What Kind Of Arthritis Do You Have?
Contrary to popular belief, “arthritis” itself is not a single disease, but a classification of conditions that affect the joints and surrounding areas.
In fact, there are more than 100 types of arthritis – with different causes, symptoms, and effective treatment plans.
Arthritis: Common Misconceptions
Most people believe that arthritis only affects older people with aging joints. While osteoarthritis (time-related arthritis) is one of the most common types of arthritis, it is not the only one. Time-related arthritis usually is hereditary; if your parents had arthritis, you may likely have it. And osteoarthritis can affect younger populations as well. There are several underlying conditions that can cause arthritic symptoms:
- Obesity. Excess weight actually promotes the production of too many inflammatory mediators in the body. Adipose (fat) tissue creates the condition of chronic inflammation in the body.
- Genetic Conditions. Rheumatoid arthritis is caused by an immune system disorder, which causes the immune system to malfunction and attack the tissues of, and surrounding, the joints; this is often familial. Osteoarthritis too is genetic in nature; long-term studies examining identical twins growing up in different environments has demonstrated this.
- Nutritional Deficiency. The body needs “building blocks” to repair muscle. This includes calcium, which is used to replenish bones, and Vitamin D, which improves the body’s absorption rate of calcium. Proper nutrition is also needed to cross-link the proteins that make up cartilage, bone and muscle.
- Injury. An injury can lead to degenerative arthritis after a joint or bone is damaged. Injuries can greatly exacerbate underlying arthritic symptoms. However, most sprains will not cause arthritis; rather, the cartilage itself must be damaged at the time of impact or breakage of the bone.
- Infection. Lyme disease has been known to be associated with arthritis symptoms. Septic arthritis is a condition during which bacteria invade the joint; this is a major cause of rapidly progressive arthritis.
- Metabolic Disorders. Gout is caused by an improper disposal of uric acid, which, when left in the body, crystallizes inside joints and causes pain, inflammation, and swelling. This is a ‘crystal deposition’ disease and there are others.
Common Types Of Arthritis
Osteoarthritis is the most common form of arthritis, and is characterized by “normal” wear and tear on the joints with time and regular movement. Symptoms typically appear in larger joints in the leg – including the knees and hips.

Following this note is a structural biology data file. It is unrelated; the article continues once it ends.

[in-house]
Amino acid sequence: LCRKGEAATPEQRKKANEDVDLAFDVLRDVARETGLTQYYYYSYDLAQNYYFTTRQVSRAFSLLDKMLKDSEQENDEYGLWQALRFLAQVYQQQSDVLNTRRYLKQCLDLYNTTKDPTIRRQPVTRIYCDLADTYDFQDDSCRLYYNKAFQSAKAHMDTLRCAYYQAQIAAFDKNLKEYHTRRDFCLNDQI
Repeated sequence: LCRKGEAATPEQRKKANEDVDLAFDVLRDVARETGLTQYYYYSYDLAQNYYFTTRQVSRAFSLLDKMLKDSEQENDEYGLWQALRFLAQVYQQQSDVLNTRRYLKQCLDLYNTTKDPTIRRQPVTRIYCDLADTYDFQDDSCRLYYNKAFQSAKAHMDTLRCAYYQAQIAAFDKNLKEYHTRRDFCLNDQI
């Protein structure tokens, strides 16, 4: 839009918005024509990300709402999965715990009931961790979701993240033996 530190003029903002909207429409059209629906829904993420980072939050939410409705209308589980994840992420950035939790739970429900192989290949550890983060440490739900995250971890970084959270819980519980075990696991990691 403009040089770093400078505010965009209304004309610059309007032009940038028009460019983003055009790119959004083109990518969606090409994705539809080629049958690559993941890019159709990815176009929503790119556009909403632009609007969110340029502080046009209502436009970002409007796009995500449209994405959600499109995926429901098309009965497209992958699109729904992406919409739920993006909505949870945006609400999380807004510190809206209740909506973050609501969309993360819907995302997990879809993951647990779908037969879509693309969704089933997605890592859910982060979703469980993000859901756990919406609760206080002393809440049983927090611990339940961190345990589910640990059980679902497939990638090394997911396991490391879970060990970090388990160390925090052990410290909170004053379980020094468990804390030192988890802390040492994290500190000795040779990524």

The last joint in fingers is another common location, as is the ‘knuckle’ joint of the thumb. As the cartilage between the joints breaks down, bones begin to grind together, causing pain, inflammation, and limiting the sufferer’s range of motion. Osteophytes or spurs form as well.
Rheumatoid Arthritis (RA) is less common than osteoarthritis. It is caused by an immune system dysfunction, in which the immune system attacks tissues in the body. In rheumatoid arthritis the lining of the joint capsule is usually involved and many inflammatory molecules then invade the joint.
This leads to joint damage, pain, and eventual degradation of the surrounding tissues. There is no cure for RA, and it can lead to deformed joints, intense pain, swelling, and redness, and range of motion loss. However, there are amazing medications available for this condition and others like it today. Please see a physician if you feel that you have inflammatory arthritis.
Gout is caused by a buildup of uric acid in the bloodstream. Its symptoms include stabbing, “needle-like” pain in the toes and joints, such as: ankles, knees, elbows, wrists, or fingers.
This pain is accompanied by redness, swelling, and loss in movement in the affected joints. “Gout attacks,” periods when the pain is significant, can last from 2 days to a week. The classic location of a gout attack is in the big toe; this is known as ‘pedagra’.
Tart Cherry Extract has long been used to relieve gout pain. It naturally reduces uric acid levels in the body, and wards off inflammation caused by damaging free radicals!
What You Should Do If You Think You Have Arthritis
If you’ve been experiencing any sort of prolonged joint pain, stiffness, or swelling, it’s a good idea to talk to your doctor. They will then refer you to an orthopedic surgeon or a rheumatologist if needed, who will be able to ascertain what type of arthritis you have.
To relieve pain and swelling in the meantime, try hot and cool compresses to the affected area, change up your diet to include more nutrient-dense foods, and consider an over-the-counter pain medication to relieve inflammation (assuming you are not allergic or have a contraindication to it.)
Natural remedies are often suitable for treating symptoms. Click below to schedule your appointment with Dr. Meredith Warner to discuss your options for treatment today!